AT&T (NYSE:T) is planning to launch a new streaming service at the end of 2019 featuring content from HBO and other WarnerMedia properties it acquired when it bought Time Warner. Last month, management revealed plans to offer three tiers of service: HBO licensed films, HBO originals, and Warner Bros. and Turner content.

Despite plans to launch its own streaming service, AT&T agreed to license Friends to Netflix (NASDAQ:NFLX) for $100 million next year with an option to license it on a non-exclusive basis at a discount of about 25% in 2020 and beyond.

AT&T's streaming strategy varies slightly from Disney's (NYSE:DIS), which will also offer three streaming services. But Disney's strategy seems very clear, while AT&T's is much more confused.

A scene of a man and a woman on horseback from HBO's Westworld.

A still from HBO's Westworld. Image source: HBO.

Big differences between AT&T's and Disney's strategies

The biggest difference between the two strategies is that AT&T is forcing users to bundle content, as it's wont to do, while Disney is letting consumers pick and choose which services appeal to them most. Disney management said it may offer customers the option to bundle its services together at a discount if they want.

Presumably, AT&T will keep non-HBO WarnerMedia content like Friends or West Wing in the top tier of its streaming service. In other words, subscribers will have to sign up for all of the HBO content on top of everything in order to gain access to reruns of their favorite shows. While the bundle might seem like a great value to some customers who want a little bit of everything, it makes those who just want certain content feel like they're getting ripped off. After all, that's the whole impetus behind cord-cutting.

The push to bundle content on top of HBO may be a move by AT&T to get consumers to subscribe to HBO directly instead of through a cable provider. While AT&T is already the largest pay-TV provider in the country, it only accounts for around one-third of total subscribers. Forcing customers to subscribe to HBO directly in order to gain access to additional on-demand content means it can keep more of the revenue for itself instead of sharing with distributors. On the other hand, it could face antitrust backlash from such a move.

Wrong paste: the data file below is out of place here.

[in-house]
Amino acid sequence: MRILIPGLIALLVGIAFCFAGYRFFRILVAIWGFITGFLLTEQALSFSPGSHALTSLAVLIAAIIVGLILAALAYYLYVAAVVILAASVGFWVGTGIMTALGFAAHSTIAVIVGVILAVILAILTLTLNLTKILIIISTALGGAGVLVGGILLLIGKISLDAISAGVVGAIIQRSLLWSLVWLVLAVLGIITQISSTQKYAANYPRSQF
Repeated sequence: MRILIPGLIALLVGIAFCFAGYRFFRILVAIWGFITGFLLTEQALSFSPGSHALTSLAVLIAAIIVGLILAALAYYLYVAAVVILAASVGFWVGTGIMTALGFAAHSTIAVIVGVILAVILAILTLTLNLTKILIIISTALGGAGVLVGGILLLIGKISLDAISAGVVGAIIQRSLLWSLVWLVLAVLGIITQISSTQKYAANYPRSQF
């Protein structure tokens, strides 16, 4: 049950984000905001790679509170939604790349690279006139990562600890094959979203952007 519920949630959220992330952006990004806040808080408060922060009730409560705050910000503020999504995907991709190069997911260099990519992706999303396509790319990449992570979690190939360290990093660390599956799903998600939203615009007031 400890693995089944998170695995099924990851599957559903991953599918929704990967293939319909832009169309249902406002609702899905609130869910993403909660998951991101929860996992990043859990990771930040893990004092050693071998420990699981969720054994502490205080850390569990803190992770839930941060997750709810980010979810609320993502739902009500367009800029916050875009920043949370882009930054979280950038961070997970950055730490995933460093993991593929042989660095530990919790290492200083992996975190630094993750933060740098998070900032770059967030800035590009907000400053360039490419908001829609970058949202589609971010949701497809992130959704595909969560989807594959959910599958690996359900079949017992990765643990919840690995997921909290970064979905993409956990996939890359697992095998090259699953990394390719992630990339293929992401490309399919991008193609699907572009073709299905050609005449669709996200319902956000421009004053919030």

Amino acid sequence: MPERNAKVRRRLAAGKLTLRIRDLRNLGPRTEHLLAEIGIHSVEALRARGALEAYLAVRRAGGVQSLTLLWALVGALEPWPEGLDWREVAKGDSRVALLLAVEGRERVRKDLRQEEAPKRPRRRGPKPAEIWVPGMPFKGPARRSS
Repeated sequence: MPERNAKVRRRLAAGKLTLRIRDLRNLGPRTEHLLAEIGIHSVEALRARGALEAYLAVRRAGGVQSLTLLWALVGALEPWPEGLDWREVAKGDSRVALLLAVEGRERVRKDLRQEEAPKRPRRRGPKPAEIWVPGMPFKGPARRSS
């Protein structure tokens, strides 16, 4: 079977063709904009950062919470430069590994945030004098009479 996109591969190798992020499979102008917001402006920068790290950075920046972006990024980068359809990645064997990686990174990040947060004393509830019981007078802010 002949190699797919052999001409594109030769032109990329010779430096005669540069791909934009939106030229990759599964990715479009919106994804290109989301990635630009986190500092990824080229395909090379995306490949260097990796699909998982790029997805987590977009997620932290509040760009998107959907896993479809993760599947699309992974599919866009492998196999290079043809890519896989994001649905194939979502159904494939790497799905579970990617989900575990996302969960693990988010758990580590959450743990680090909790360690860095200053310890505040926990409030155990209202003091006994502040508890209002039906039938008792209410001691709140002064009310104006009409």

Additionally, the Friends contract with Netflix indicates AT&T is considering allowing Netflix to keep some of its best content. If Friends is already on Netflix, it brings the value of that same content on WarnerMedia's service down to nearly zero. WarnerMedia's (and Disney's) streaming plans are not a threat to Netflix.

Meanwhile, Disney has pulled back on all of its content licensing activity. Its contract with Netflix expires next year, and most of Disney's film releases will be off the service by the end of the year. Disney CEO Bob Iger notes the company will take a hit in the short run, but forgoing licensing revenue today increases the chances its direct-to-consumer business will succeed over the long term.

What about the HBO brand?

It's worth pointing out HBO Now is already a success. The service has over 5 million subscribers, and that's on top of the tens of millions of regular HBO subscribers who have access to the same content through the analog HBO Go service.

AT&T's streaming plans pose some risks to the HBO brand. While management hasn't specifically talked about branding, it wouldn't make sense for AT&T to move away from HBO considering how reliant the service is on its content library. The middle tier of the planned service is practically the same as HBO Now, so it would create a serious amount of confusion if it moved away from the HBO brand.

At the same time, sticking with HBO branding could dilute "HBO" by offering a version that only includes its licensed film library. The limited film library benefits from a direct relationship with Warner Bros. studios, but HBO could soon lose the rights to films from other studios including Twenty-First Century Fox, which Disney will soon own, and Comcast's Universal and DreamWorks studios.

Regular HBO subscribers might not mind too much, as it's HBO's originals that provide the real value for a subscription. But an HBO-branded service offering a small selection of on-demand films could hurt HBO's brand. AT&T will have to tread carefully with how it brands the service.

A better use of AT&T's existing assets would be to add content like Friends and West Wing to HBO Now without any price increase. At $15 per month for HBO Now, the company would only have to sign up an incremental half-million subscribers for a full year to offset the licensing revenue it's receiving from Netflix next year. AT&T's insistence on making things more complicated than that makes no sense.

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